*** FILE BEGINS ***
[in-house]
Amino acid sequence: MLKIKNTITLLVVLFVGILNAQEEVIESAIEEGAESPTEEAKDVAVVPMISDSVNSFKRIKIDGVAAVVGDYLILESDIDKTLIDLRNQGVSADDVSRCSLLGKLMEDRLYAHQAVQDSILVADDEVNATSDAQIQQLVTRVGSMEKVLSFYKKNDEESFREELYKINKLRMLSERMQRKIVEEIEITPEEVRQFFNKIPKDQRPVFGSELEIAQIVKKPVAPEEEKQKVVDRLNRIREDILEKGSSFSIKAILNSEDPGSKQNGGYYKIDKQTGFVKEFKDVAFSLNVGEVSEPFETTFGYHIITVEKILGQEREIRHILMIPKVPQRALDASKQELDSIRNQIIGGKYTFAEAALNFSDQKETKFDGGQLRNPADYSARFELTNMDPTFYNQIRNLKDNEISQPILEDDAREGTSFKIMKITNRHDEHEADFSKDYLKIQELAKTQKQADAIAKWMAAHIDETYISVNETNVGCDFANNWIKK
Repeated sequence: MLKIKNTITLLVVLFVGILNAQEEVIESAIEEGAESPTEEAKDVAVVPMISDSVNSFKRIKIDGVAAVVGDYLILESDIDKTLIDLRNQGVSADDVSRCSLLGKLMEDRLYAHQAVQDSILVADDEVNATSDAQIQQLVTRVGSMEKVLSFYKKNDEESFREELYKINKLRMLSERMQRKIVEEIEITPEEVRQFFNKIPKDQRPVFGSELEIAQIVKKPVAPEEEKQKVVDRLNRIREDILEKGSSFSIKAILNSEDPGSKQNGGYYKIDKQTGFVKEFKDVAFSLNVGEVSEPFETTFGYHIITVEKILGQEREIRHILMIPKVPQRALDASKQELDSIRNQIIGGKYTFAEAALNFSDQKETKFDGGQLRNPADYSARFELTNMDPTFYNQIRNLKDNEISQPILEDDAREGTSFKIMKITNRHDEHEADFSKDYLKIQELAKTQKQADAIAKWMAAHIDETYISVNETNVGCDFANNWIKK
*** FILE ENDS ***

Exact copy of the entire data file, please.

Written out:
[in-house]
Amino acid sequence: MLKIKNTITLLVVLFVGILNAQEEVIESAIEEGAESPTEEAKDVAVVPMISDSVNSFKRIKIDGVAAVVGDYLILESDIDKTLIDLRNQGVSADDVSRCSLLGKLMEDRLYAHQAVQDSILVADDEVNATSDAQIQQLVTRVGSMEKVLSFYKKNDEESFREELYKINKLRMLSERMQRKIVEEIEITPEEVRQFFNKIPKDQRPVFGSELEIAQIVKKPVAPEEEKQKVVDRLNRIREDILEKGSSFSIKAILNSEDPGSKQNGGYYKIDKQTGFVKEFKDVAFSLNVGEVSEPFETTFGYHIITVEKILGQEREIRHILMIPKVPQRALDASKQELDSIRNQIIGGKYTFAEAALNFSDQKETKFDGGQLRNPADYSARFELTNMDPTFYNQIRNLKDNEISQPILEDDAREGTSFKIMKITNRHDEHEADFSKDYLKIQELAKTQKQADAIAKWMAAHIDETYISVNETNVGCDFANNWIKK
Repeated sequence: MLKIKNTITLLVVLFVGILNAQEEVIESAIEEGAESPTEEAKDVAVVPMISDSVNSFKRIKIDGVAAVVGDYLILESDIDKTLIDLRNQGVSADDVSRCSLLGKLMEDRLYAHQAVQDSILVADDEVNATSDAQIQQLVTRVGSMEKVLSFYKKNDEESFREELYKINKLRMLSERMQRKIVEEIEITPEEVRQFFNKIPKDQRPVFGSELEIAQIVKKPVAPEEEKQKVVDRLNRIREDILEKGSSFSIKAILNSEDPGSKQNGGYYKIDKQTGFVKEFKDVAFSLNVGEVSEPFETTFGYHIITVEKILGQEREIRHILMIPKVPQRALDASKQELDSIRNQIIGGKYTFAEAALNFSDQKETKFDGGQLRNPADYSARFELTNMDPTFYNQIRNLKDNEISQPILEDDAREGTSFKIMKITNRHDEHEADFSKDYLKIQELAKTQKQADAIAKWMAAHIDETYISVNETNVGCDFANNWIKK